Dogleg Left Golf Holes

By Steve Silverman

Playing a dogleg hole is a matter of skill and strategy for golfers. Most golf courses will have about five to seven dogleg holes on an 18-hole layout. These holes will be par 4's and par 5's and most of them will be dogleg right holes since most courses are built for right-handed golfers and the left-to-right action of the fade is more natural than right to left. As a result, dogleg left holes can be a test for golfers of all levels.

Instructions

Difficulty: Moderate
Step 1
Assess the type of hole you are about to play. On a hole that bends sharply to the left after you have teed off, you have to decide whether you are going to follow along with the fairway or try to "cut the corner" by flying over a hazard on the golf course. If the dogleg comes within the first 200 yards of the hole, you may want to go over the hazard and cut the distance. However, if the dogleg doesn't come until 225 yards or more, go down the fairway with a shot that moves from right to left.
Step 2
Give yourself a chance to hit into the green with as wide an angle as possible. This will determine whether you go down the right side or the left side of the fairway once the hole has turned to the left. If the green is on the right side of the fairway, hitting from the left side may give you a greater angle of approach and more margin for error. If the green is on the left side of the fairway, you give yourself an easier approach angle if you come in from the right side.
Step 3
Learn how to hit a draw shot. This is an important shot throughout your round and it is vital on a dogleg hole that bends right to left. In order to hit that draw, use a slightly wider stance than usual and play the ball about one ball length closer to your back foot. Aim to the right of the target and adjust your shoulders so that your left shoulder is aimed to the right of the target. Turn the head of the club so it faces your target directly. Use your normal grip.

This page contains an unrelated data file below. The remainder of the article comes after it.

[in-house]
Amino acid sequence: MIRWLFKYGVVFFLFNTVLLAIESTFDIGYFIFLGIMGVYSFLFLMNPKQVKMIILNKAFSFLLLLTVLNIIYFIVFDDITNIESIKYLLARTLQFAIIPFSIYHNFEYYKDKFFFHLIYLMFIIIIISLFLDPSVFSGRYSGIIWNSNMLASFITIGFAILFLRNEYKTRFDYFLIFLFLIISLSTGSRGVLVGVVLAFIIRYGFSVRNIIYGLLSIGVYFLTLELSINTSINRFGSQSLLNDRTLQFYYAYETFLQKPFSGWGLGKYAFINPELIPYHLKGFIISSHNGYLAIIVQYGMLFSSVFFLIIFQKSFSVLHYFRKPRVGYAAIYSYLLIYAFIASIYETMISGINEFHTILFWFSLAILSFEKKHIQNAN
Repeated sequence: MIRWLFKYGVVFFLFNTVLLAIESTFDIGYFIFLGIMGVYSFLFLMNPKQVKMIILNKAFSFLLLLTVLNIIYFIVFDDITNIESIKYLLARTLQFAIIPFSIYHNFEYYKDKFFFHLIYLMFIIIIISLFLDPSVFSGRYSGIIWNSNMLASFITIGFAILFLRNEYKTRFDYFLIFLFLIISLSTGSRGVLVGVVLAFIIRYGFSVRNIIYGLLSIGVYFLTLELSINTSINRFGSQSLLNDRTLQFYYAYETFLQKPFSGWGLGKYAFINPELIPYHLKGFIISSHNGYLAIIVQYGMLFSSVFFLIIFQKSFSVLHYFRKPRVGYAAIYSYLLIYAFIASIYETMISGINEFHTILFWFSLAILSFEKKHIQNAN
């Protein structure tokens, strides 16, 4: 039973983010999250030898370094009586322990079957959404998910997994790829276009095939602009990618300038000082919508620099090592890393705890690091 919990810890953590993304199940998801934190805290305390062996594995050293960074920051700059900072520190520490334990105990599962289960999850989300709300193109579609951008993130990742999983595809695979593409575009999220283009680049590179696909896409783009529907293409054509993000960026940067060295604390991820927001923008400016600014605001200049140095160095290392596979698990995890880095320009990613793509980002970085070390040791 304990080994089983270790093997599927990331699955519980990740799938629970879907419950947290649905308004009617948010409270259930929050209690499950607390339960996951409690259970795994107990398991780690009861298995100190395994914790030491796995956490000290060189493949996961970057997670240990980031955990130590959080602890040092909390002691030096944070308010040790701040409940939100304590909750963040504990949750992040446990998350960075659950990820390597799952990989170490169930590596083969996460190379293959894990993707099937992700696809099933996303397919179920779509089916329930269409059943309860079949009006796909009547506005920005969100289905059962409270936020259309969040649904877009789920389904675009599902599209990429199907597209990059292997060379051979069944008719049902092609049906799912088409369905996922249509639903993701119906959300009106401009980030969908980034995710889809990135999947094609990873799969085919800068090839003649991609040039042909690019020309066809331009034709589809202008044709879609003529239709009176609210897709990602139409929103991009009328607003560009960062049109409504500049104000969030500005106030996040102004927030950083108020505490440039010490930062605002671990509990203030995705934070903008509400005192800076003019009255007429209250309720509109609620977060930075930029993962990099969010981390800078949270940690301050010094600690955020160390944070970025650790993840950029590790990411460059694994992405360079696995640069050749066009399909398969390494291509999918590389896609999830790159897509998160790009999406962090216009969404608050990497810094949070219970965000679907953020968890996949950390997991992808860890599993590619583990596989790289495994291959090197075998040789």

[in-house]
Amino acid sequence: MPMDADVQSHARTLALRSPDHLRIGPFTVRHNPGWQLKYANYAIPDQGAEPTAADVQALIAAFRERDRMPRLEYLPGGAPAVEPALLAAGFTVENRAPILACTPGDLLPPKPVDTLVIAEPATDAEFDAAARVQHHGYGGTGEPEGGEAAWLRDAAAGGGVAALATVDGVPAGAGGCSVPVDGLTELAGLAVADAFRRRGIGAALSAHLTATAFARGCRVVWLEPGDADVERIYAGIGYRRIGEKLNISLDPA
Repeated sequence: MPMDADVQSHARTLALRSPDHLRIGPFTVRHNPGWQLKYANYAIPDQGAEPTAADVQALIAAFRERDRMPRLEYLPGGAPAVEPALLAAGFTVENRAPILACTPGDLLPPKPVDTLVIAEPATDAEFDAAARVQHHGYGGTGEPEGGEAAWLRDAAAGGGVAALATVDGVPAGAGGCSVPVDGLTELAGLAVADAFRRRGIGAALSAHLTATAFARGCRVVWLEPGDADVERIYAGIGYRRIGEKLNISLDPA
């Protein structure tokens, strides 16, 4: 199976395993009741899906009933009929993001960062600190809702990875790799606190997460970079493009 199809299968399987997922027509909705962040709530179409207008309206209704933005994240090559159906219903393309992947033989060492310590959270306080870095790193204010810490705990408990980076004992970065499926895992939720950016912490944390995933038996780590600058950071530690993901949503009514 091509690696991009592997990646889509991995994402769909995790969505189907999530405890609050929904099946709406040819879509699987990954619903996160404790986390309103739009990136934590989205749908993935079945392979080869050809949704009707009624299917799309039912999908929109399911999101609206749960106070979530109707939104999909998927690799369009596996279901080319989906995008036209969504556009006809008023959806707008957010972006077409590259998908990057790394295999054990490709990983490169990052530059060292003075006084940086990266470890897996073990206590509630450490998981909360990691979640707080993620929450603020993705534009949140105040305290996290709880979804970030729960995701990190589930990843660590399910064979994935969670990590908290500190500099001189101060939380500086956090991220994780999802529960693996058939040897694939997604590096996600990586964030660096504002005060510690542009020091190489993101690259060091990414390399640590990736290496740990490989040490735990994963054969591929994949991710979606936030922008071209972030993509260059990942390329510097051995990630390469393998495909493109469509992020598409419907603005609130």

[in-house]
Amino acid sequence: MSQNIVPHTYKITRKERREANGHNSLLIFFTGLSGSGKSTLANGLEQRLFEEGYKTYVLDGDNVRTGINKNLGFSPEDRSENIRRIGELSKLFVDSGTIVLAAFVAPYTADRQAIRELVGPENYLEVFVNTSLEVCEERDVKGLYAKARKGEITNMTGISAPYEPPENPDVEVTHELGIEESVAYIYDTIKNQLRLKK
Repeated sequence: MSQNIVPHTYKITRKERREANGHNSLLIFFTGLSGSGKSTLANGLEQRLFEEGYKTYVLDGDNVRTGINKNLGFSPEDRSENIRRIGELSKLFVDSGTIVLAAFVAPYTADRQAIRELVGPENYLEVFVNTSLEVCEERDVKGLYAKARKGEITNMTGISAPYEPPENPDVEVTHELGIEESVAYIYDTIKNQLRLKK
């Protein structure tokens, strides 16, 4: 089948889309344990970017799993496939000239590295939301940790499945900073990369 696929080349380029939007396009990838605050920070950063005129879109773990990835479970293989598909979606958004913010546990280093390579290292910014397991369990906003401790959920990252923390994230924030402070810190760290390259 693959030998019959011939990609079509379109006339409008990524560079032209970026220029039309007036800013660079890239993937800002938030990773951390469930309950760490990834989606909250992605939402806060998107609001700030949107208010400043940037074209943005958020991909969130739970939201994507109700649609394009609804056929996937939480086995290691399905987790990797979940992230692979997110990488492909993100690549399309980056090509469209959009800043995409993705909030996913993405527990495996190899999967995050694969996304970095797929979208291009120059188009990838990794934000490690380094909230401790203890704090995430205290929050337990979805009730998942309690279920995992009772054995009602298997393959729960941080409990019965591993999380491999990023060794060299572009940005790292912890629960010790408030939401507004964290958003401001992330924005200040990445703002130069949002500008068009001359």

Step 4
Don't overthink the dogleg left hole. You have to know your range. If you are trying to hit a draw so that your ball flies into the part of the hole that bends to the left but it is past where you can drive the ball, just hit a straight shot and make your adjustment on the second shot. There's no reason to hit a draw if the ball is just going to change course and veer off into a hazard.
Step 5
Work on your draw shot at the driving range. Most right-handed golfers can hit a fade (left-to-right action) fairly easily but have to work on their draw shot quite a bit to learn to hit it consistently. Try to hit at least 20 draw shots every time you go to the driving range.

Tips & Warnings

The goal on a dogleg hole is to subtract distance from tee to green and not add it. Learning to hit the draw shot will help you "cut" distance from the hole.

About The Author

Steve Silverman is an award-winning writer, covering sports since 1980. Silverman authored The Minnesota Vikings: The Good, The Bad and The Ugly and Who's Better, Who's Best in Football -- The Top 60 Players of All-Time, among others, and placed in the Pro Football Writers of America awards three times. Silverman holds a Master of Science in journalism from the Medill School of Journalism.

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